Revelation Essay

1728 words - 7 pages

"Revelation, n. A famous book in which St. John the Divine concealed all that he knew. The revealing is done by the commentators, who know nothing."1 The book of Revelation, the only apocalypse among the twenty-seven books of the New Testament, has always occupied a marginal role within the field of Biblical interpretation. Its bizarre visions of beasts, dragons, plagues, and cataclysms have inspired poets and artists while confounding more traditionally minded scholars for centuries. England in the early seventeenth century proved an exception to this rule. The flowering of apocalyptic exegesis in this period among academic circles bestowed a new respectability on the book of Revelation as a literal roadmap of church history from the time of Christ to the present, and on into the eschaton. The principal writers in this field, including Arthur Dent, Thomas Brightman, and Joseph Mede, have been dubbed "Calvinist millenarians" by modern historiography. They were certainly Calvinist in their views on doctrine, and also in their melioristic vision of England as the consummation of the Reformation, as an elect nation with the potential to recreate the true church of the early Christians. Their intense belief in the imminence of the end of the world, however, along with the mode of interpretation which they applied to the Revelation, reflected trends in Christian thought redirected by Martin Luther, and largely ignored by John Calvin.

In this paper I will examine Luthers role in three English interpretations of the Revelation, discussing both his influence as an intellectual precedent, and his appearance as a character within these texts. Luther himself never wrote a detailed commentary on the Apocalypse, but in a preface to the 1530 edition of his German New Testament, he outlined a mode of exegesis which emphasized the application of the Revelation to history. This literal approach first appeared in England in a 1545 commentary by John Bale, a transitional figure often considered the progenitor of the English apocalytic tradition. Later works utilized Luthers model more completely, and I will cite three of these in particular: Arthur Dents Ruin of Rome (1603), an excellent introduction to the mainstream of English commentaries; Thomas Brightmans Revelation of St. John (1609), which epitomized the Anglocentric slant inherent to the English version of the paradigm; and Joseph Medes Key of the Revelation (1627), which superseded all previous works in its sophisticated juxtaposition of history with Scripture, bringing the tradition to a kind of conclusion. Although these later scholars cited Luther as an important figure in church history, they did not acknowledge (or realize) any methodological debt to him; adopting a mode of interpretation outlined by Luther, they redirected these ideas towards a scheme which was Calvinist in its hope for worldly improvement.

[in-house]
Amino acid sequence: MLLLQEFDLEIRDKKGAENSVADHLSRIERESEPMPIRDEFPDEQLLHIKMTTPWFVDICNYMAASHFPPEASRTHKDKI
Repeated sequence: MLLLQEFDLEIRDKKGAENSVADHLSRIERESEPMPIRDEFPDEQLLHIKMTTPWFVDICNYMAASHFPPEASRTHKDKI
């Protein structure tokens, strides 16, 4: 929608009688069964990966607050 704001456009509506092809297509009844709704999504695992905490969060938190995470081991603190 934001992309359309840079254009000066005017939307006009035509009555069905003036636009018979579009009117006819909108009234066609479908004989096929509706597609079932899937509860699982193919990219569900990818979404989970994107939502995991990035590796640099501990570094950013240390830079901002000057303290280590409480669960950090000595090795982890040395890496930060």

The phrase "Calvinist millenarian," upon further...

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